City engineer touts need for public input
Date posted: May 17, 2013
SHERIDAN — Budget presentations for Sheridan City Hall and the engineering, planning and building departments highlighted an increased focus on public involvement, streamlined processes and going a little more high tech at the city budget work session Friday.
Requested amounts for fiscal year 2014 for each department were similar to last year, reflecting the generally flat budget for the entire city.
Lane Thompson, city engineer, said goals for the engineering department include completing the five-year capital improvement plan, updating the storm water management plan that was last updated in 1987, possibly implementing a truck route to divert traffic around the city rather than through it and continued efforts for public outreach.
“We want to involve the community prior to even starting the design of a project, and that way everyone gets what they want or need out of the project,” Thompson said. “There’s nothing worse than building something that you’re proud of and having the whole neighborhood go, ‘We didn’t need that or want that.’ So it’s very important to keep the pubic involved.”
The proposed budget for the engineering department is $440,446, which is approximately $80,000 less than fiscal year 2013. Thompson said the drop was due to losing a project manager last year who was not replaced.
The planning department requested a budget of $251,530 for fiscal year 2014, up about $8,000 from last year. Thompson said the increase was due to increased worker’s compensation and insurance rates.
Economic development was a key focus for the planning department in FY2013. It secured $3.2 million in grant funds to foster projects devoted to economic development. In FY2014, the department will focus on streamlining the review process through administrative review of planned unit developments, Thompson said.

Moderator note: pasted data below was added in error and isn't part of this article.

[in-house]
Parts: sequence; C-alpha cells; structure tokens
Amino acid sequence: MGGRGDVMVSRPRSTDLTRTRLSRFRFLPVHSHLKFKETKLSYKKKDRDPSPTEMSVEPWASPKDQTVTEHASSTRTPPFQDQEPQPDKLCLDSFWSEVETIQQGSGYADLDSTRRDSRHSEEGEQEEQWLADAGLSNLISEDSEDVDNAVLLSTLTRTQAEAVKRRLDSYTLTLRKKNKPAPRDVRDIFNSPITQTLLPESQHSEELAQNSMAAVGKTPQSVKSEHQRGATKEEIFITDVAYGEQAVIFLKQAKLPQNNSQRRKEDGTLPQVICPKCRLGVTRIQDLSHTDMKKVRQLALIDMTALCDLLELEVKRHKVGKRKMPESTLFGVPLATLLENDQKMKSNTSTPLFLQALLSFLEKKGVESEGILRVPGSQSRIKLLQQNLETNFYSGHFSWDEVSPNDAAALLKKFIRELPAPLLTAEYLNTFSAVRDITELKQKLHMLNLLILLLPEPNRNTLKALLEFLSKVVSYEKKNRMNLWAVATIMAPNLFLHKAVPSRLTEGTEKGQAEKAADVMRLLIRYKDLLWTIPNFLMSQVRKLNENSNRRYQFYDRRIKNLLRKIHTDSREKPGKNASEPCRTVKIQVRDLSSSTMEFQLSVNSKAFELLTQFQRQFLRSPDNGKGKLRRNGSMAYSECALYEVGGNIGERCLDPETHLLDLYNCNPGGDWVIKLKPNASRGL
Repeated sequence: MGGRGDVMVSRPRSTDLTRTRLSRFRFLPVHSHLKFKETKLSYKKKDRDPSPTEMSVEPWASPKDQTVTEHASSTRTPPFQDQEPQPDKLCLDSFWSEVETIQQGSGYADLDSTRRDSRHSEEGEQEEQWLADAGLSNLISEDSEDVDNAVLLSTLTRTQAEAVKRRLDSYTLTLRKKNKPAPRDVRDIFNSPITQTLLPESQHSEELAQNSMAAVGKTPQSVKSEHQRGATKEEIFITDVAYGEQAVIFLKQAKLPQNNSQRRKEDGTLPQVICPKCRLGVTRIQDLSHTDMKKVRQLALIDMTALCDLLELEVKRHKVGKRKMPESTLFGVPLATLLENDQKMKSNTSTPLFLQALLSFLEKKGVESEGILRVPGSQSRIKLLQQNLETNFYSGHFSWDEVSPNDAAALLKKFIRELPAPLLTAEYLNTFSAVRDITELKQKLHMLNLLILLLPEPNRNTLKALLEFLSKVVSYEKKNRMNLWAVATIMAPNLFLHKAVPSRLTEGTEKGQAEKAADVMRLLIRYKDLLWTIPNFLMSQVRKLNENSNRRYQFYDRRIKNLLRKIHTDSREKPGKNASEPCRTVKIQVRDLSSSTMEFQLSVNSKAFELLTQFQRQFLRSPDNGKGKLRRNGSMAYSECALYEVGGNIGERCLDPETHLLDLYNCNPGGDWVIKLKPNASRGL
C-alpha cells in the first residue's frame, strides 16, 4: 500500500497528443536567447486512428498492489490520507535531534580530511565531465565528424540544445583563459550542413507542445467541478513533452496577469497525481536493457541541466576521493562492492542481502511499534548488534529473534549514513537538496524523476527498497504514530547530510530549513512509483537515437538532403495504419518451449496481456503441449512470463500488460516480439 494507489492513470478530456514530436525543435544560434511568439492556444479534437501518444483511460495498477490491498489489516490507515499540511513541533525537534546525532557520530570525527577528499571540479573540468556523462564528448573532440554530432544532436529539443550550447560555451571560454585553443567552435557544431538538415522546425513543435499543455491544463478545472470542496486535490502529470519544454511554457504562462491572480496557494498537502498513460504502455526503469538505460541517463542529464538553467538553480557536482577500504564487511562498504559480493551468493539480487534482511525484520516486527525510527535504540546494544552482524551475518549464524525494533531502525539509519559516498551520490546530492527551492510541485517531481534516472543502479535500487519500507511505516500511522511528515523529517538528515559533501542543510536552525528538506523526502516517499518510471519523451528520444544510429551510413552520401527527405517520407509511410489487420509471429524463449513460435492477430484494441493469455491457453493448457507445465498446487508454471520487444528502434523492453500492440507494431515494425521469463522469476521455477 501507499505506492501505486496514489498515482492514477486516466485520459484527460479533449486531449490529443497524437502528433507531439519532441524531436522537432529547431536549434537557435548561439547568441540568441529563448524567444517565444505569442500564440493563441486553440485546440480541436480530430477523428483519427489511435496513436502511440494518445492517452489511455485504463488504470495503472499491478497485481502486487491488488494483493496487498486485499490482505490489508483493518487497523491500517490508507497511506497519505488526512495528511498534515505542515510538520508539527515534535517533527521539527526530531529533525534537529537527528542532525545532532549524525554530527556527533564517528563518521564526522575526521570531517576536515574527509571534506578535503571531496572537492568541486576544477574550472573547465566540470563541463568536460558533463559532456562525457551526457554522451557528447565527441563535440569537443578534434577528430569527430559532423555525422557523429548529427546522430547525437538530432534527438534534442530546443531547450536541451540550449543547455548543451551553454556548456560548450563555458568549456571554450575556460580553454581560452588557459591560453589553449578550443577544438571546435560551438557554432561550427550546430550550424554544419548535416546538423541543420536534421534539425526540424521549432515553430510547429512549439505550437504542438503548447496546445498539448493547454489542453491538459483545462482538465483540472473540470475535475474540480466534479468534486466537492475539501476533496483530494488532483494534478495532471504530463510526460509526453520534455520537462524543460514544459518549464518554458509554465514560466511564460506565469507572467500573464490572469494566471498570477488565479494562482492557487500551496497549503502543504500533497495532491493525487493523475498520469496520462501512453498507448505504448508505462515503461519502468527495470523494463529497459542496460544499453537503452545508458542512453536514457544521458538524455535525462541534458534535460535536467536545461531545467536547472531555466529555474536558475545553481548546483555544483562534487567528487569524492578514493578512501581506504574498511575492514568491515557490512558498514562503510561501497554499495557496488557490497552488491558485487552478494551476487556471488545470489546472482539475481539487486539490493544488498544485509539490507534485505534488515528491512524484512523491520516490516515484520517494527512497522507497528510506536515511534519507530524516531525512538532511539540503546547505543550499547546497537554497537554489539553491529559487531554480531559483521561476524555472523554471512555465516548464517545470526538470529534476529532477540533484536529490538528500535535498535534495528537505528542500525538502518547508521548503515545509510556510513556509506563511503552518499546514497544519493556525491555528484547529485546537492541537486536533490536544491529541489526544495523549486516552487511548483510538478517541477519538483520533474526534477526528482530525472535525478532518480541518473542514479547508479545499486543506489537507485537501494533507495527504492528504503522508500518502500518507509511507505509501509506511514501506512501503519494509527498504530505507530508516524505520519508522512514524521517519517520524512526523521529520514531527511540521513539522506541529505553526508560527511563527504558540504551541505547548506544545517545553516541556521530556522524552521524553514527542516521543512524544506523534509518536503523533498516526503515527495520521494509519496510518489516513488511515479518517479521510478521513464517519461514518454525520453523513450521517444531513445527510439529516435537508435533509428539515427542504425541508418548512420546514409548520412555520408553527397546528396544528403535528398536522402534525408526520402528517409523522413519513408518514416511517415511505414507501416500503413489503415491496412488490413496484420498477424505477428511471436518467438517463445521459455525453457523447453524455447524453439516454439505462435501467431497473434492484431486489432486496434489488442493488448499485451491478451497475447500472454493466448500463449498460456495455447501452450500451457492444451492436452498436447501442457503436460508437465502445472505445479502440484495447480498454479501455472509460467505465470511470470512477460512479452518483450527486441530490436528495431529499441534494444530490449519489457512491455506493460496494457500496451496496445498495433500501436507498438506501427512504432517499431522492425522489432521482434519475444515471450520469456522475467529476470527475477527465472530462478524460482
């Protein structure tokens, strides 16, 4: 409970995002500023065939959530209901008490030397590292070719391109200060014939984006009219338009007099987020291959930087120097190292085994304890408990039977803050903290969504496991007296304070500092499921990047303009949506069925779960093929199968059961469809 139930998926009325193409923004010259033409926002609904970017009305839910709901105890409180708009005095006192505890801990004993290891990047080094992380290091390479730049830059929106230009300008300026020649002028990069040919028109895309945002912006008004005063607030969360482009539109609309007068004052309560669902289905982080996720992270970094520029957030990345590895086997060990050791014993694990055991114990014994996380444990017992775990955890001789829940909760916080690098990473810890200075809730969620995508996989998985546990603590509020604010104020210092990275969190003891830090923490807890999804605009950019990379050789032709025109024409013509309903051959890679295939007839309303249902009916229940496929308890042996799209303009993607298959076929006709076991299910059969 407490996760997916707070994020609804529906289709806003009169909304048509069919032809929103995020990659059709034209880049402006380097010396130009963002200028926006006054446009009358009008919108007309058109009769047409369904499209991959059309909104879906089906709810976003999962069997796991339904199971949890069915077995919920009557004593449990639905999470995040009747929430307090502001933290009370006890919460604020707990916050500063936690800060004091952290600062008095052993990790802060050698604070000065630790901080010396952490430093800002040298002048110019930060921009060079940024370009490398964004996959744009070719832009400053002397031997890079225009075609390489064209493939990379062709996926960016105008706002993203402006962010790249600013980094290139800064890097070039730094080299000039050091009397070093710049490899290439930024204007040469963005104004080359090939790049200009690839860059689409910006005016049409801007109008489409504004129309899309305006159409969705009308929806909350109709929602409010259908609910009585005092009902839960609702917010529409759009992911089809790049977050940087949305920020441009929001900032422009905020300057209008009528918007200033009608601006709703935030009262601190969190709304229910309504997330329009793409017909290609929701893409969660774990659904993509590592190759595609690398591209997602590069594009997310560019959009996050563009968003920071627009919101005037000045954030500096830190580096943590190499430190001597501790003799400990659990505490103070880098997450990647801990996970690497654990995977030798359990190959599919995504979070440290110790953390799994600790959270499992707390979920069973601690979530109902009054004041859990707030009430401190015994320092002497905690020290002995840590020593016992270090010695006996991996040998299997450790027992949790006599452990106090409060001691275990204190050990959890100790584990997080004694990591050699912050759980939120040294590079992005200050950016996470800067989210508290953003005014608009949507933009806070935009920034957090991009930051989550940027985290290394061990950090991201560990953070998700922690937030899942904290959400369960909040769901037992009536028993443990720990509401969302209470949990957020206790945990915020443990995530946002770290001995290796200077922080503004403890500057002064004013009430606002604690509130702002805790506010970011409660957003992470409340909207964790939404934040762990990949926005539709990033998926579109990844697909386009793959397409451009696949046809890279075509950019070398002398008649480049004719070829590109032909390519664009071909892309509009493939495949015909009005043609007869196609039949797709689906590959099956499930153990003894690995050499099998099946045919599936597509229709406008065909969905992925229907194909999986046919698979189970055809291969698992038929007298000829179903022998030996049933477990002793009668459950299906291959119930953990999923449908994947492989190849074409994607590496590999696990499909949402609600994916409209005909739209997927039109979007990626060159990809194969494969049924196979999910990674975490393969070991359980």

The building department implemented a new permit software called ViewPermit.
“It’s a much more user-friendly software,” Thompson said. “It allows us to track our times, our permits, everything much easier. The contractors, the homeowner, whoever, can actually set up a login online and check and see where their permit is, who’s reviewing it, what their comments are. Pretty soon you’ll be able to schedule your inspections online, too.”
The building department reviewed 61 commercial building permits and 212 residential permits. Of the residential permits, 16 percent were new construction, which is down considerably from 71 percent new construction in fiscal year 2012. Thompson said that was likely due to the Woodland Park developments in 2012. The department has requested $389,677, up from $365,059 in 2013.
The budget request for Sheridan City Hall increased approximately $10,000 to $89,646. Thompson said the increase will accommodate higher maintenance costs for all the little projects — such as leaky pipes — that need to be addressed in the 100-year-old building.